SQL Server 2000 Profiler
For More Info See - What's New in SQL Server 2000 Profiler
Typically, you use SQL Profiler to:
General Events Data Columns Filters
An important advantage of saving the trace output to a file is that when you reopen the file later for examination or for replay, it loads asynchronously and you can start examining the file while it's still loading.
Maximum file size - set from 1MB to 1000MB
Enable file rollover
If you specify a maximum file size but don't enable the file-rollover option, SQL Server stops writing events to the file after the file reaches the size you specified. Newer events do not overwrite previous events so you will get only the first events that fit the specified file size, events will still write to the screen but they will not be saved.
If you enable the file-rollover option, as soon as the trace file reaches the specified maximum size, SQL Server creates a new trace file.
The first trace file's name is the name you specified in the "Save to file" text box. SQL Server uses three elements to construct the next file's name: the file name you specified, an underscore, and a number, starting with 1 and incremented by 1 with every new file. For example, suppose you specify C:\traces\mytrace.trc as the trace filename and you leave the default maximum file size of 5MB. If you trace 17.5MB of trace data, you'll have four files: mytrace.trc, my-trace_1.trc, mytrace_2.trc, and mytrace_3.trc.
Server processes SQL Server trace data
This specifies that the server, not the client, should handle the trace data. This means that a server-side trace file writer, based on the transaction log writer, is responsible for writing the trace data to the file. If you enable server-side processing, you're guaranteed to capture all events that you requested. This option can degrade the server's performance. However, not enabling this option means that all events may not be captured under stress conditions.
Save to table
Saving the trace output to a table lets you analyze the trace data by using T-SQL queries or even a Microsoft Excel pivot table or Analysis Services cube to manipulate the trace data dynamically.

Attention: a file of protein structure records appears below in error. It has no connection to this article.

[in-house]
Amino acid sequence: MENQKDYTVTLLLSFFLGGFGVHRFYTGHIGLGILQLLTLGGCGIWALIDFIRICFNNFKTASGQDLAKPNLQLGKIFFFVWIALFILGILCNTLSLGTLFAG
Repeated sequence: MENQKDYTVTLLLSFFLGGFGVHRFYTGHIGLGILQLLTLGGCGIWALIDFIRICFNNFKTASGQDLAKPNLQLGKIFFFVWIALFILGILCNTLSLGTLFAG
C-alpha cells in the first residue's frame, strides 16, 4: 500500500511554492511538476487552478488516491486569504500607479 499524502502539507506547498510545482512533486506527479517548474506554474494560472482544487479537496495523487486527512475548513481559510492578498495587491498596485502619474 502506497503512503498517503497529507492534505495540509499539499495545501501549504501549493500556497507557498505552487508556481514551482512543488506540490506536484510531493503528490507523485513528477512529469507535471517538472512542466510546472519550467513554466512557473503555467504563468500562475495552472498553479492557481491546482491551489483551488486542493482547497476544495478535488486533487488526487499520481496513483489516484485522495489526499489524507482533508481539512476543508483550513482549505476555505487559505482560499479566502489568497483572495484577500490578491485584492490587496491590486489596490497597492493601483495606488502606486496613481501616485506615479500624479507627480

If you send the trace output to a file instead of a table, you can use the function fn_trace_gettable() to return the trace data in table format. The fn_trace_gettable() function accepts the trace filename and optionally a maximum number of files to process as parameters; it returns a rowset containing the trace data. For example, suppose that Profiler generated the following three files for a certain trace: C:\traces\mytrace.trc, C:\traces\mytrace_1.trc, and C:\traces\mytrace_2.trc. To copy the content of only the first file to a table, you would use fn_trace_gettable(), specifying 1 in the second parameter, as follows:
SELECT * INTO #Mytrace
FROM ::fn_trace_gettable('C:\traces\mytrace.trc', 1)
See also: Microsoft article "BUG: fn_trace_gettable Function Cannot Read Rollover Files Generated by SQL Profiler"
|Choose which events
you want to include in your trace. These are some of the new events.
See also the SQL Server Books Online - Monitoring with SQL Profiler Event Categories
Stored Procedures and TSQL
Completed events are important when you want to get performance measures of activities such as CPU time and logical disk reads, because performance measures are known only after activities have finished. For example, you would use Completed events to locate slow-running queries. In some situations, you'd want to capture both Starting and Completed events. For example, suppose you're troubleshooting a certain client application that experiences a lot of timeouts, such as lock request time out period exceeded errors. You need to pinpoint the queries that start but never finish. If you capture only Completed events, you won't get the queries that experienced timeouts because those queries never completed. However, you could look for Starting events that don't have corresponding Completed events to find the queries that never finished.
You can divide Starting
and Completed events by their level of detail; we call these events the
less granular (not so detailed) and more granular (very detailed) events.
|DATA COLUMNS TAB|
See also the SQL Server
Books Online - Monitoring with SQL Profiler Event Categories and Monitoring
Server Performance and Activity
On the Data Columns tab, your
results are grouped by the order in which you select the columns. You
will not get a seperate caption for each group.
Data columns generally fall into three groups: performance, informative, and event-specific.
Let you limit the events that
a trace collects.
Exclude system IDs
As a rule, filter out what you're certain you don't need, but if you're not sure, don't specify a filter. By reopening the trace file and using post-filters, you can examine the trace output more dynamically.